Copyright Infringement – what is it and how can it be avoided?

Jun 23, 2022

Copyright Protection

The Copyright, Designs and Patents Act (1988 )acts to support copyright owners in protecting their work from being copied by others. Generally speaking, copyright laws give ownership of work on creation to its author, whereby they will have the exclusive right to reproduce, distribute and display their work. Copyright also gives the owner control as to who can use their creation and how it can be used. An author’s work is protected under copyright laws when the work is created, provided certain conditions are met. Please click here to read about the criteria required for copyright protection.

On the contrary, if someone other than the owner of a work wishes to use the copyright owner’s work then, if they do not obtain permission from the owner of the work, they may fall within the ambit of copyright infringement. Copyright can, for example, be infringed by doing any of the following acts with a copyright work:

  • Copying the work.
  • Issuing copies of or lending the work to the public.
  • Performing or displaying the work in public.
  • Adapting or modifying the work.
  • Communicating the work to the public (e.g. via Internet).

There are some uses of copyright work that will not constitute infringement or which are permitted by law – for example, uses intended for specific purposes including research and private study, copying for data analysis and quotation from a work. In performing any of the permitted acts, you must work within the requisite parameters, as otherwise you could very quickly fall out of remits of a permitted act and into the remits of copyright infringement.

Recent cases

Two high profile US copyright actions have recently been the subject of much media attention:

  • The claim made by Andy Stone (AS) against the singer, Mariah Carey (MC) in the New Orleans courts. According to media reports, AS claims that he co-wrote the song “All I want for Christmas is you” with another author in 1988, much before Mariah Carey’s hit song by the same title was released in 1994. AS has asked for a compensation for the sum of $20 million on the grounds of copyright infringement, unjust enrichment (as MC sold over 16 million copies of the album globally) and unauthorised appropriation of AS’s work. AS has argued that MC never obtained permission from AS to use “All I want for Christmas is you”.
  • A claim filed in the Los Angeles courts against Paramount Pictures (Studio) for copyright infringement in connection with their sequel of “Top Gun” movie. The first instalment of the movie (released in 1986) was based on a 1983 article titled “Top Guns” by an Israeli writer, Ehud Yonay (Storywriter). Media outlets have reported that the Studio had acquired rights to adapt the article into a movie, however, the Storywriter’s family claim that they informed the Studio in 2018 that this right would be terminated two years later. The Storywriter’s family claim that the Studio lost the right to use the copyright in the article in January 2020 and therefore claim that the Studio has infringed the copyright in the article by releasing the film’s sequel in May 2022 on the grounds that the Studio failed to reacquire a licence to use its rights in the 1983 Article.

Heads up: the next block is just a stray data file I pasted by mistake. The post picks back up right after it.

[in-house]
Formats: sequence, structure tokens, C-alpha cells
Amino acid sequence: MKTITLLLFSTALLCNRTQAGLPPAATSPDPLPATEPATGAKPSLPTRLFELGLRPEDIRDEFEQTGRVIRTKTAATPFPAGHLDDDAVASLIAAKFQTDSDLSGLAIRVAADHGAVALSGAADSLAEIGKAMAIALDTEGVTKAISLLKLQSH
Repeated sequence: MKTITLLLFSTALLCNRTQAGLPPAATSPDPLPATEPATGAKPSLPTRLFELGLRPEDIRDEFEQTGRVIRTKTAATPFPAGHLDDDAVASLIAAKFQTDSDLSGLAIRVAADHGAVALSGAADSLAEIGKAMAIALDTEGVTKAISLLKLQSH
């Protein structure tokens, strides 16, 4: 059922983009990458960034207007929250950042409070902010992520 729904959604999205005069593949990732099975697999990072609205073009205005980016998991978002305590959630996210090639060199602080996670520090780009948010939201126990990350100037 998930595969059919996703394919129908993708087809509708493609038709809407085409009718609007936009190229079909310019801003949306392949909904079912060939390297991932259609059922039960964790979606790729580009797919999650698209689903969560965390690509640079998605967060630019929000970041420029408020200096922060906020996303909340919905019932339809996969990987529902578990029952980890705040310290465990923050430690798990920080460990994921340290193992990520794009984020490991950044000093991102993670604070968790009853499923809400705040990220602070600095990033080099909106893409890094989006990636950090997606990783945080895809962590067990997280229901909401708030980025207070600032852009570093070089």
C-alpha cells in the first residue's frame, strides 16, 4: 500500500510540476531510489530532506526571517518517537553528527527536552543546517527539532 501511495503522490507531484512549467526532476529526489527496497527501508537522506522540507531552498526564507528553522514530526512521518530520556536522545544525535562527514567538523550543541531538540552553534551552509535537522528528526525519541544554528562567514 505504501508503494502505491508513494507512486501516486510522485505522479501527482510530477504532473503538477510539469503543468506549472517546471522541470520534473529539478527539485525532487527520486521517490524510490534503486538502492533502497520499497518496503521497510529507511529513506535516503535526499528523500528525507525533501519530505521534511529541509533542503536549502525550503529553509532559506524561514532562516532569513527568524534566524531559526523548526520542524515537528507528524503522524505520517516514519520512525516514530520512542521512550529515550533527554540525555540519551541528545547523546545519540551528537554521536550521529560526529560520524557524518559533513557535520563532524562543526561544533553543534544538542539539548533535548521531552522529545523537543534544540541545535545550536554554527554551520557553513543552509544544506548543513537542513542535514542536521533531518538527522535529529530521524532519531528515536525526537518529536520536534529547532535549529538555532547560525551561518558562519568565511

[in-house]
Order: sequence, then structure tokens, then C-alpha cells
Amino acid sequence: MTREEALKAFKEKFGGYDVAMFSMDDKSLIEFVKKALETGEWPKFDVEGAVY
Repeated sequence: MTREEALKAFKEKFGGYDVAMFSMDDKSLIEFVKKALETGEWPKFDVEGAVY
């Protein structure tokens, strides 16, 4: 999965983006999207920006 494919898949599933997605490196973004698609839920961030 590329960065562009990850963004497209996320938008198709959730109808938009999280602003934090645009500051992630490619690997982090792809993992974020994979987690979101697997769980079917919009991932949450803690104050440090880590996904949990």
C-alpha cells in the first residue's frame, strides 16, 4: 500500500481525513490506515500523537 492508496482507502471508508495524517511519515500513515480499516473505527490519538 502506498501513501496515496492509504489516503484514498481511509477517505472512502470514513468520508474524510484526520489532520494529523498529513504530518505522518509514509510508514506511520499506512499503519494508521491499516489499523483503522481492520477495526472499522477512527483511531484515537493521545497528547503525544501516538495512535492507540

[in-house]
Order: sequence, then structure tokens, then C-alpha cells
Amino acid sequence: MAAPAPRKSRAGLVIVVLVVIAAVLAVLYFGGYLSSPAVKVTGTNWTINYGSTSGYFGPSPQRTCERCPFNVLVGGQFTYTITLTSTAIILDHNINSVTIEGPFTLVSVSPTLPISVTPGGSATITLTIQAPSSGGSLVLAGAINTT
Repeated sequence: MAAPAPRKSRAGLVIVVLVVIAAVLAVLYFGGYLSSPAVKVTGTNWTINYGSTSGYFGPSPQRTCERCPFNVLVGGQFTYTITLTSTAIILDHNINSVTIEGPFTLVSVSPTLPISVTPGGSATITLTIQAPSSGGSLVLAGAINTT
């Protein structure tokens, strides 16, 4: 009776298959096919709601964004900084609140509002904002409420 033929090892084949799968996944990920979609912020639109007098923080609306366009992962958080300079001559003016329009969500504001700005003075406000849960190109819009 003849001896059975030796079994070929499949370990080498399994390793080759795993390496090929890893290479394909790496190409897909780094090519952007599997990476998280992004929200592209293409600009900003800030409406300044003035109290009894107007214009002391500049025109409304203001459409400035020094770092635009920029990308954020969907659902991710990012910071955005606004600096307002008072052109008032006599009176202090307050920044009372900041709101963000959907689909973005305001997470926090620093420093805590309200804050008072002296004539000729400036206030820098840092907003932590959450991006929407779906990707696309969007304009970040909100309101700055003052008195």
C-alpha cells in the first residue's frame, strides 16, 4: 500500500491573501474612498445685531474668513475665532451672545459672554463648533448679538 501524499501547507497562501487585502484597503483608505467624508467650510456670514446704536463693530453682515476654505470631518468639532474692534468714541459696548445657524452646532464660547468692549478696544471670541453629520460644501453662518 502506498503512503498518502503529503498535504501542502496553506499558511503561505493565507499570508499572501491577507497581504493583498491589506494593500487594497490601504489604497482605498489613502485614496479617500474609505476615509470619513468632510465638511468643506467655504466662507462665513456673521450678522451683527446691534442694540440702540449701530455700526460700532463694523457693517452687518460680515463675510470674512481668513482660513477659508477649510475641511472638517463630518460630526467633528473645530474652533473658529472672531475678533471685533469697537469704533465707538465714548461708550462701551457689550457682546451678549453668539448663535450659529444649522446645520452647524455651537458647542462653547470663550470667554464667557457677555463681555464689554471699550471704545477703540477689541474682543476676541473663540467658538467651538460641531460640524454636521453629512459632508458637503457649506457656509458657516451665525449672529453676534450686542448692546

Whilst the above cases are founded on US legal principles, the English courts have also heard high profile copyright cases, including the April 2022 case involving Ed Sheeran and Sami Chokri due to alleged similarities in aspects of the songs ‘Oh Why’ by Chokri and ‘Shape of You’ by Sheeran . In this case, it was ultimately held that there was no copyright infringement, and a declaration of non-infringement was granted by the Court.

Copyright Licences

The risks of copyright infringement can be mitigated by undertaking analysis at the outset and, where appropriate, by ensuring that licences are in place, and making sure that they deal effectively and appropriately with any intended use of the IP for the duration of the required use.

The scope of a copyright licence may allow use, copying, adaptation and / or reproduction of the relevant copyright work within the parameters of the licence without infringing the owner’s Intellectual Property (IP) rights. It is important that such licences, once entered into, are reviewed periodically in order to make sure that any proposed change of use of the licenced work still complies with the terms of the licence.

How can we help?

Our Intellectual Property experts are on hand to support you, including advising on putting intellectual property rights licence agreements in place, tailor-made to suit your commercial needs. You can contact us by calling us on 01276 686 222 or by emailing at mark.chapman@herrington-carmichael.com.

This reflects the law at the date of publication and is written as a general guide. It does not contain definitive legal advice, which should be sought as appropriate in relation to your own particular matter before action is taken.

Mark Chapman

Mark Chapman

Partner, Corporate and Commercial Law
 01276 854 928
e: mark.chapman@herrington-carmichael.com

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